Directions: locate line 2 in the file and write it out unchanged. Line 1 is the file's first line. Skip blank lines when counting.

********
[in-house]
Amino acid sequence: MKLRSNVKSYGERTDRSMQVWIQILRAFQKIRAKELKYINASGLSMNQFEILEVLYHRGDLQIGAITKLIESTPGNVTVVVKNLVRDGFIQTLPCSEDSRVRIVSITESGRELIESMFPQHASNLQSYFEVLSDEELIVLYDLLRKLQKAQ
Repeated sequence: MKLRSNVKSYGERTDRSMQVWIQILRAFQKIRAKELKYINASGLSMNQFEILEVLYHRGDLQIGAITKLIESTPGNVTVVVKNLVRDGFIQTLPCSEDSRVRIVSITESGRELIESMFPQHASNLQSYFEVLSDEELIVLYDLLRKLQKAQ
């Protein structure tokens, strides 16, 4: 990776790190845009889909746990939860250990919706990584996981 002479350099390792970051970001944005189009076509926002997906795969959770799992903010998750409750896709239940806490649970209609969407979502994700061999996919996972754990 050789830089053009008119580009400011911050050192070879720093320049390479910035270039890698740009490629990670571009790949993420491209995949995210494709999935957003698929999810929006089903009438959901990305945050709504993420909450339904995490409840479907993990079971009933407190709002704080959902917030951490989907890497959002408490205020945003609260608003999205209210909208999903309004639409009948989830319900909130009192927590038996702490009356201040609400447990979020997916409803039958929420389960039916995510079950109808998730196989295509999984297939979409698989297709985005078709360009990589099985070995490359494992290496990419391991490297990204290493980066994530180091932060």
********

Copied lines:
Amino acid sequence: MKLRSNVKSYGERTDRSMQVWIQILRAFQKIRAKELKYINASGLSMNQFEILEVLYHRGDLQIGAITKLIESTPGNVTVVVKNLVRDGFIQTLPCSEDSRVRIVSITESGRELIESMFPQHASNLQSYFEVLSDEELIVLYDLLRKLQKAQ